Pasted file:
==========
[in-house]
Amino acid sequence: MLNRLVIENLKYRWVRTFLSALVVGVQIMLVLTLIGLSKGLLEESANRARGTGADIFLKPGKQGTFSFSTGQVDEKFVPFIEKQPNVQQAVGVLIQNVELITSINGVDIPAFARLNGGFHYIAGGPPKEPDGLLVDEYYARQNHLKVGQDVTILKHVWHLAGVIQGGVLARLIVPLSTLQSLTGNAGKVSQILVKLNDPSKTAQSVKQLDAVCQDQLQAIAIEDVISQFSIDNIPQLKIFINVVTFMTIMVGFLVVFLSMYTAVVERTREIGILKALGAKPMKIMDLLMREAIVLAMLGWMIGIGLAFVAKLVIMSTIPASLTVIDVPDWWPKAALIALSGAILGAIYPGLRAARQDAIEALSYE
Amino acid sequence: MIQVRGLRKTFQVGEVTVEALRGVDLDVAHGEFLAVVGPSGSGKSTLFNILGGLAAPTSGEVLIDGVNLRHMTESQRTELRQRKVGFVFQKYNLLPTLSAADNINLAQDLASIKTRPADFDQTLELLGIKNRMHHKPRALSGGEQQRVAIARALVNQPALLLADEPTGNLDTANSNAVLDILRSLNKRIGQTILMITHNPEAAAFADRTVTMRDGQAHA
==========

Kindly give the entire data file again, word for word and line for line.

[in-house]
Amino acid sequence: MLNRLVIENLKYRWVRTFLSALVVGVQIMLVLTLIGLSKGLLEESANRARGTGADIFLKPGKQGTFSFSTGQVDEKFVPFIEKQPNVQQAVGVLIQNVELITSINGVDIPAFARLNGGFHYIAGGPPKEPDGLLVDEYYARQNHLKVGQDVTILKHVWHLAGVIQGGVLARLIVPLSTLQSLTGNAGKVSQILVKLNDPSKTAQSVKQLDAVCQDQLQAIAIEDVISQFSIDNIPQLKIFINVVTFMTIMVGFLVVFLSMYTAVVERTREIGILKALGAKPMKIMDLLMREAIVLAMLGWMIGIGLAFVAKLVIMSTIPASLTVIDVPDWWPKAALIALSGAILGAIYPGLRAARQDAIEALSYE
Amino acid sequence: MIQVRGLRKTFQVGEVTVEALRGVDLDVAHGEFLAVVGPSGSGKSTLFNILGGLAAPTSGEVLIDGVNLRHMTESQRTELRQRKVGFVFQKYNLLPTLSAADNINLAQDLASIKTRPADFDQTLELLGIKNRMHHKPRALSGGEQQRVAIARALVNQPALLLADEPTGNLDTANSNAVLDILRSLNKRIGQTILMITHNPEAAAFADRTVTMRDGQAHA